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Monday, July 18, 2005

Higher Things Youth Ministry

On my way to the Higher Things Lutheran youth conference in St. Louis, MO where I'll be preaching and delivering some sectionals.

It seems to me that youth ministry, at its best, does three things well:

- Worship
- Teaching
- Fun

We do all three, but we know how to keep them separate.

In a time when entertainment is seen by many as the highest good, much that passes for youth ministry actually does little to hand on the Christian faith. The new book Soul Searching: The Religious and Spiritual Lives of American Teenagers points out that the average American teenager, even those that regularly attend "conservative" churches, actually knows very little of the substance of Christian doctrine. The authors describe the typical teen as a Moralistic Therapeutic Deist.

I had a parishoner one time ask me, "Why do we feel like we have to 'fun-ize' everything?" Good question. It seems to me that we should be able to have a good time in youth ministry, to enjoy ourselves, but also know the difference between a rock concert and a worship service, between a video game and a Bible study.

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The Cubicle Reverend said...

Just found your blog. Good stuff. I've worked in Youth Ministry off and on for over a decade so I understand the frustration of trying to keep things fun as well as relevant. In fact, it is invading almost every aspect of church as well. I feel in church there is a time and place for everything (well, within reason). We should be a center of scholarship and culture as well as a place of family, worship, and spiritual growth. Keep up the good work. I look forward to checking out your sight more frequently.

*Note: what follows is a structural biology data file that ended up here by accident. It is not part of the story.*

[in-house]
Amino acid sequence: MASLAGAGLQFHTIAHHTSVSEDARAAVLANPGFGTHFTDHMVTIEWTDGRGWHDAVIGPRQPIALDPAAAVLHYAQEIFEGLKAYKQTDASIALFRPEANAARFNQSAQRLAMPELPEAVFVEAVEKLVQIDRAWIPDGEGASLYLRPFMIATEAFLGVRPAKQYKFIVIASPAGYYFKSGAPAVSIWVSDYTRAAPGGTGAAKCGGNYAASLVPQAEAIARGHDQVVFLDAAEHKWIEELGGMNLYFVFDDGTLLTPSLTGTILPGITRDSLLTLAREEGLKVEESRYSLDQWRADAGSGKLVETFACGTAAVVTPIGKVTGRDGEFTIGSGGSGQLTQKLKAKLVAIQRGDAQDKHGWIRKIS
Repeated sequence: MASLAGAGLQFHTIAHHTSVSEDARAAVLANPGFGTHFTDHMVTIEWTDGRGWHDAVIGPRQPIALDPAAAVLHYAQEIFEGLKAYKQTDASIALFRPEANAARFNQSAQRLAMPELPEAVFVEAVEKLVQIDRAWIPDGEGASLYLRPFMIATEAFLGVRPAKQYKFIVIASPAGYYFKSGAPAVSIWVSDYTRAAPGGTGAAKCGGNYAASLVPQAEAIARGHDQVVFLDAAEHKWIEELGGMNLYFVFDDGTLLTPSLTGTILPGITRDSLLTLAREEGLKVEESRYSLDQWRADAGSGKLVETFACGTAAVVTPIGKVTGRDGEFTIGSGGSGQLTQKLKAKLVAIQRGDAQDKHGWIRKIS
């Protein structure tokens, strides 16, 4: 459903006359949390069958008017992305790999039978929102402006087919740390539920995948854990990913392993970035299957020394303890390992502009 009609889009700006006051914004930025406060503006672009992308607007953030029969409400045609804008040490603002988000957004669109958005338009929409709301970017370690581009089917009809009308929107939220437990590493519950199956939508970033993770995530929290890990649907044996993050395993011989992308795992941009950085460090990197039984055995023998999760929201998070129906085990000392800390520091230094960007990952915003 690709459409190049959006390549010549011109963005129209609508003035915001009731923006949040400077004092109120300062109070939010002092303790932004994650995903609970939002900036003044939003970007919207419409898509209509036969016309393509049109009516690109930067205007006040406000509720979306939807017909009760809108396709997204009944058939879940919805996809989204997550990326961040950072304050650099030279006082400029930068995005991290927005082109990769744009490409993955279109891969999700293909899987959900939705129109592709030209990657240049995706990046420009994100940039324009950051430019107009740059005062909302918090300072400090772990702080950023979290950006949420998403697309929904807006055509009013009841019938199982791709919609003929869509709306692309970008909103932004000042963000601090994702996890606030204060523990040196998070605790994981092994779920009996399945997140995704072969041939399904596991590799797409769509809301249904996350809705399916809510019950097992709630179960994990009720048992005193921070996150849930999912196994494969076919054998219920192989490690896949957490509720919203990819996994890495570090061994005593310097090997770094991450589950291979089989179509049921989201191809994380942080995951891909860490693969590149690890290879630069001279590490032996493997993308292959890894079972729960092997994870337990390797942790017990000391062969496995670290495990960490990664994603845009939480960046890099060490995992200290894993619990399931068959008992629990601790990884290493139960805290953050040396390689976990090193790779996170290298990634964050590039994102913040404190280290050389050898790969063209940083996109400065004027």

The Cubicle Reverend said...

By the way, good call on the music and movies.

cwv warrior said...

It is not just the teens not getting "meat" for their spiritual growth. Here's how I see it, which could be considered weird...I have always hoped my guys could find fun in shouldn't be a drag for them to go there.
Could it be that fun, worship, and learning should not be separate at all? In the Spirit, can't all of the above blend into a passionate, awesome, meaningful experience.

My sons love heavy metal music...and I think it's the excitement, emotional impact. I see no reason for Christian music to be it with those drums and bass! Newsboys came close with John James.
Well, this was risky, since you hardly know me...but there you have it! : D

Lisa said...

I think there is a time for fun and a time for other things. Our society seems to tell us that if we're not having fun we're not really living. We're wasting our time. But there is another side of life. There is a reverence that is required when one stands before the living God. Moses was told to remove his shoes.

I'm not sure why we balk at this. Perhaps in this day of looking out for #1 we're afraid of giving up our rights or of taking the focus off ourselves.

Then again, David danced before God. Maybe I'm just a reformed dinosaur who can't separate reverence and stoicism.